If prosperity makes friends and adversity tries them, then friendship is persistently on trial in Iraq. While car bombings, targeted killings, and kidnappings continue to be a daily feature of life, what's becoming equally ominous is what former Kurdish Prime Minister Barham Salih last week called "Iraq's deepening political crisis."
Disputes over oil receipts, power sharing, and security threaten to tear apart the coalition government of Prime Minister Nouri al-Maliki. In late April the two leading parties that helped form the government with Maliki two years ago threatened to pull out. For the first time since the U.S. invasion to oust Saddam Hussein in 2003, the prospect of secession is real.
And out of that adversity come strange friends. Lesser circumstances would not prompt Kurdish President Massoud Barzani-a northerner, a Sunni Kurd, and longstanding U.S. ally-to roll out the red carpet in northern Iraq for Muqtadr al-Sadr-the Iranian-backed Shiite cleric and political leader from the south who has long declared himself an enemy of the United States. But that's exactly what happened on April 26 as Barzani welcomed Sadr to Irbil, capital of the region known as Kurdistan.
The two met to discuss whether they should withdraw their support of the government in Baghdad, which would lead not only to its downfall but a potential breakup. Barzani has promised that if the political impasse isn't resolved by September, he may put secession to a vote in Kurdistan. Asked after the meeting whether he would try to broker a new coalition or force Maliki from power, Sadr told reporters, "I will answer later."
The Kurds with their own security force, oil reserves, language, and culture have long wanted independence. But Turkey, perched at the region's northern border and long distrustful, is unlikely to tolerate a breakaway republic between it and Baghdad. And in the south, a secessionist enclave led by Sadr is likely to bring Iran ever closer to Baghdad. Though Sadr and Maliki both are Shiites, Maliki's government has been largely secular (and increasingly dictatorial), while Sadr would embrace an Iranian style theocracy.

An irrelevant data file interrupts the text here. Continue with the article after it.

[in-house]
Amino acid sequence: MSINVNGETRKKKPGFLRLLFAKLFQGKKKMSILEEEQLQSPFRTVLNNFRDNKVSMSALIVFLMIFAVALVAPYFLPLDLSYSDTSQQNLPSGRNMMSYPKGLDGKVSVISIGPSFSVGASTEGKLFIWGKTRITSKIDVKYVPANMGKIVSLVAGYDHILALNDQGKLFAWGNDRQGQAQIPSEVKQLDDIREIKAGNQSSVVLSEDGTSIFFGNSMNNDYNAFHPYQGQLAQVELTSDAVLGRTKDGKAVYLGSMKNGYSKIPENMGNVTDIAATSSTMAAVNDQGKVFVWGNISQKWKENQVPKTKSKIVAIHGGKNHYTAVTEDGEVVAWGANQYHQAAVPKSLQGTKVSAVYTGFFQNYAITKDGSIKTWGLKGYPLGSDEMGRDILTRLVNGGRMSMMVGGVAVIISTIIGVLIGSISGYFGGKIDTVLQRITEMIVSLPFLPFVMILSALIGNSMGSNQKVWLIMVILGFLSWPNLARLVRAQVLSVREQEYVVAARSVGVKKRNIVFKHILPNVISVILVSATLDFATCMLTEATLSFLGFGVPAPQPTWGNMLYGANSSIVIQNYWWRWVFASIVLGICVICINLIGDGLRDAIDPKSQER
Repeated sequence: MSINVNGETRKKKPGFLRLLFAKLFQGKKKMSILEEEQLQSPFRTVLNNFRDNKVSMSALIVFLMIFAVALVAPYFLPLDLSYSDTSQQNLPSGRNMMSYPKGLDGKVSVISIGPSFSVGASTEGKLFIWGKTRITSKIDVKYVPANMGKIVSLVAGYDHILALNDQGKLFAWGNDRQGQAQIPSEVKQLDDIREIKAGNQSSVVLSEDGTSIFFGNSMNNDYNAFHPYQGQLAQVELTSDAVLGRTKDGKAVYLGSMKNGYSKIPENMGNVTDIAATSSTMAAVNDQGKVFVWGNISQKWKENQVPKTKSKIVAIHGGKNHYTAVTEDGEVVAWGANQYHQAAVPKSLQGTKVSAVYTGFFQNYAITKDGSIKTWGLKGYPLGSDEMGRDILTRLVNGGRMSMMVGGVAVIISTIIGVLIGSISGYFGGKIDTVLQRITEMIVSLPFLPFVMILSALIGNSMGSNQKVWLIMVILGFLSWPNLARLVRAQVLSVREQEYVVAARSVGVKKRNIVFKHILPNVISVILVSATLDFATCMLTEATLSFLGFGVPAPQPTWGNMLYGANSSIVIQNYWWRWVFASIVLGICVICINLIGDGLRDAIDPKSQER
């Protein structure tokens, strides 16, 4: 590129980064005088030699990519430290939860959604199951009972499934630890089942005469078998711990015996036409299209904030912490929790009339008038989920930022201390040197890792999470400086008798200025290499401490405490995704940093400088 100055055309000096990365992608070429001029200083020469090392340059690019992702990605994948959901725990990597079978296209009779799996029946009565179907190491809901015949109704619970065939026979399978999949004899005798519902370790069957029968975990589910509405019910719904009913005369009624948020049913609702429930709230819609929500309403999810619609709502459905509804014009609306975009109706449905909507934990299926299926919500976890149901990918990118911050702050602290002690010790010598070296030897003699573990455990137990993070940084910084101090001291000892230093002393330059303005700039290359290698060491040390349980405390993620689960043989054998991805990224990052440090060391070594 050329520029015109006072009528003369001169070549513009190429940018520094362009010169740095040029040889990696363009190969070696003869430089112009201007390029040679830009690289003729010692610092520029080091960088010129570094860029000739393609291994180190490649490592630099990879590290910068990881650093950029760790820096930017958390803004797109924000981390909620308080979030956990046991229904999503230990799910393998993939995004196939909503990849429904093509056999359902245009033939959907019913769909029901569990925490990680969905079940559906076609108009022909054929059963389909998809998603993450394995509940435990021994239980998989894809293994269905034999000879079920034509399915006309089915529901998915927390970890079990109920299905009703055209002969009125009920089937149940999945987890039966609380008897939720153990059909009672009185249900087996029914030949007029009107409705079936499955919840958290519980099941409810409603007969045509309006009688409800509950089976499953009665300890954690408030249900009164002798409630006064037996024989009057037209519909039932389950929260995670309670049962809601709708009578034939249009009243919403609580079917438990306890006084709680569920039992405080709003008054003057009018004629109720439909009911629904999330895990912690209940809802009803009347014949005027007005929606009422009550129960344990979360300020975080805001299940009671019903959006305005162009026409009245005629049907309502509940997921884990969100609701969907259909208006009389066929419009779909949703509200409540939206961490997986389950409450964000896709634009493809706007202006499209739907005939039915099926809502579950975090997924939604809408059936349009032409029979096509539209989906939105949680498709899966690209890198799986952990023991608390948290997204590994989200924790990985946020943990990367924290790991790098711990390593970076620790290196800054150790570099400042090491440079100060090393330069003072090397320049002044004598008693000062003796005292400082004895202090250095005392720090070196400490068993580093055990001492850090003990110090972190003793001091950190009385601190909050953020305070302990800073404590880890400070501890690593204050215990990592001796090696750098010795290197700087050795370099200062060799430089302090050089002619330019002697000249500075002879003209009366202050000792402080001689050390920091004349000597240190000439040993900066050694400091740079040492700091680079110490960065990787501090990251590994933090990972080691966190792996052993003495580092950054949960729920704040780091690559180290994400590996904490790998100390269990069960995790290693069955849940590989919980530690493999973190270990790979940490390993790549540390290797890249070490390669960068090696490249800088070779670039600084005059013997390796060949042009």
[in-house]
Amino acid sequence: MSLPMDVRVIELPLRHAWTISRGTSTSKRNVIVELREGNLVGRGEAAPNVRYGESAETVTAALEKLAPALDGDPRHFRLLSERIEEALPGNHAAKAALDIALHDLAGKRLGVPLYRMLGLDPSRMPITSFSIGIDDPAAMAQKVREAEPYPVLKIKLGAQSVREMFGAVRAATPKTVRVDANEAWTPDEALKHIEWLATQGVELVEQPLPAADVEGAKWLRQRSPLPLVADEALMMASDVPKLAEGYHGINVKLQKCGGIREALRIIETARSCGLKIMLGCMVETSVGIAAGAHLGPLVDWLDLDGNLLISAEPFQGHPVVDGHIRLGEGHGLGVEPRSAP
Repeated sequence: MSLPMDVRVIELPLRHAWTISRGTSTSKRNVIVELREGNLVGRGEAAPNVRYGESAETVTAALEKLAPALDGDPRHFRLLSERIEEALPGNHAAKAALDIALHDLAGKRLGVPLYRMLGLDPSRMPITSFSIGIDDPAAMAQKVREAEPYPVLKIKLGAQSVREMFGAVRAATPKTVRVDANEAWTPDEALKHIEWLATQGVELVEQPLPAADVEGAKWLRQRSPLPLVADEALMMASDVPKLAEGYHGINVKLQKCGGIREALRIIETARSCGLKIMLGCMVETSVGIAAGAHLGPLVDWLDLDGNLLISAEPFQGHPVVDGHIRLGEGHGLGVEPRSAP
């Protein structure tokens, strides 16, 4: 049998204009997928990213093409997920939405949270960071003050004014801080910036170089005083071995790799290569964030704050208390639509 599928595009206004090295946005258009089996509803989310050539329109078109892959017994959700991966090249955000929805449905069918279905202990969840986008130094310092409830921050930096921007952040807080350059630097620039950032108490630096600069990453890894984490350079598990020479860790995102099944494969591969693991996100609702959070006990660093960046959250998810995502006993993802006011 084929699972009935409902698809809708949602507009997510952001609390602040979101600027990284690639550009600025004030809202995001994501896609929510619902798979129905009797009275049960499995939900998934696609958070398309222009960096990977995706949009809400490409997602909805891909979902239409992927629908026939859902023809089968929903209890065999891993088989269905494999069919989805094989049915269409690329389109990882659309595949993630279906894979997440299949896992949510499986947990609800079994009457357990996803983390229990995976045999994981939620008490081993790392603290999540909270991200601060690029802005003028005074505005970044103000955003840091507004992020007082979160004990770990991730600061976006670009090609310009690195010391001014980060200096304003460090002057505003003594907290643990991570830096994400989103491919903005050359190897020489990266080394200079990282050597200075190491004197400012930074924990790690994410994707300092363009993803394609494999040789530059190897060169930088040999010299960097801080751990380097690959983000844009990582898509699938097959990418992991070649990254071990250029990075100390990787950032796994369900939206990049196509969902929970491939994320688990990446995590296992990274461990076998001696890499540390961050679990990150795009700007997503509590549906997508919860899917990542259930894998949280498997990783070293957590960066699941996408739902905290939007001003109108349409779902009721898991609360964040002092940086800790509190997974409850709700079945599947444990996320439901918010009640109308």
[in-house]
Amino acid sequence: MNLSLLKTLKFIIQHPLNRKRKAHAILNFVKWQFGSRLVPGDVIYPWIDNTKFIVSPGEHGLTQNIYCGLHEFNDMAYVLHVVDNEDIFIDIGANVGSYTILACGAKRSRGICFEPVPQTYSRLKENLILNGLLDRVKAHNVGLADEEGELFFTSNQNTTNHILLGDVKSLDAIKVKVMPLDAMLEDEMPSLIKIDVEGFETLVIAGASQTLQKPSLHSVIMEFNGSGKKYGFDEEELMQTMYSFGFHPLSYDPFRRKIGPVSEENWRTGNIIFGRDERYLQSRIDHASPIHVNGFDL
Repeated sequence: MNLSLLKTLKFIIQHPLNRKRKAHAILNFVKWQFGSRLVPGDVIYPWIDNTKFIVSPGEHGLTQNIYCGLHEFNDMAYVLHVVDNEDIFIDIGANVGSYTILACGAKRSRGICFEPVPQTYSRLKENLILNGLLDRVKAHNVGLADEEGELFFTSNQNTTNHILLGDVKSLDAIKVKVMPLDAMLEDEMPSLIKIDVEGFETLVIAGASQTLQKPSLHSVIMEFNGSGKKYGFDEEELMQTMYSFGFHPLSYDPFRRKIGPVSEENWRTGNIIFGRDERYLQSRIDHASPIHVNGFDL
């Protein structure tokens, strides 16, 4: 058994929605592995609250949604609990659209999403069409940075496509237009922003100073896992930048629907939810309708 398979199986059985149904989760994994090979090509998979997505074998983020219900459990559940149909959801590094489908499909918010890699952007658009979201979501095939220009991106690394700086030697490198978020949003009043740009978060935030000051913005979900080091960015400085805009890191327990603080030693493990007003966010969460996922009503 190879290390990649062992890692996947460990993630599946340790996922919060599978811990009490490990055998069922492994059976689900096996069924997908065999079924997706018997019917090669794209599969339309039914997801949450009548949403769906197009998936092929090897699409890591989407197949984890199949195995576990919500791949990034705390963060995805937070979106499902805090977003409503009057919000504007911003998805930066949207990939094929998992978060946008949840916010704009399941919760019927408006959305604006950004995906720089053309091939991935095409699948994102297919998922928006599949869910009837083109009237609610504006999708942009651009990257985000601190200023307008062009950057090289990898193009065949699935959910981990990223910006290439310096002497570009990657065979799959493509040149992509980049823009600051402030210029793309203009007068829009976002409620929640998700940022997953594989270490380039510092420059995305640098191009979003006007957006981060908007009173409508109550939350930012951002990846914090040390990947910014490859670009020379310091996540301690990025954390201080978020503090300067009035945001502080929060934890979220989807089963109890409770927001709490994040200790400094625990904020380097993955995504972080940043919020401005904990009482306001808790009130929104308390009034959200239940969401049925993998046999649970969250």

The partitioning of the country along sectarian lines-a Kurdish north, a Sunni center, and a Shiite south-was touted by then Sen. Joe Biden as far back as 2006. It's hard to see such an outcome as anything other than what it likely is: a precursor to a regional conflict that could make the second Gulf War seem like a skirmish. And such a plan leaves out Iraq's many minority groups, including Christians.
Often we hear only bad news about Christians in Iraq, but there is good news too, as they are testing friendships amid adversity also. Women from churches across the country gathered in March for a second annual women's conference in Irbil. "It was a success in every way we hoped, and also in ways we hadn't planned on," the organizers recently reported.
Seventy women registered for the conference, and 100 came-from Baghdad and Mosul as well as Kurdish cities in the north. Forty-five women came from Baghdad by bus, enduring repeated checkpoints and stops en route. The women represented some of the country's oldest churches-dating back more than a millennia-and some of its newest evangelical house churches.
As the women met for several days of teaching and fellowship, violence trailed them-providing what one leader called "a backdrop of sadness that we were burdened to share and lift."
Word came early on that a church leader many of the women knew had been found killed in Mosul. Only days before, a student had shot an American teacher working in nearby Sulaymaniah, Jeremiah Small, and then killed himself. The daughter of the conference's main speaker, psychologist Sahar Tawfiq, had been present as a student in the classroom when the shootings took place.
Yet Tawfiq gave practical advice on the daily disciplines of faith and family, organizers reported, "and so it continued, our sisterhood bonded by both the fellowship of suffering and the triumphant truth of who we are in Christ."
In Irbil, time may tell which friendships sown in adversity survive.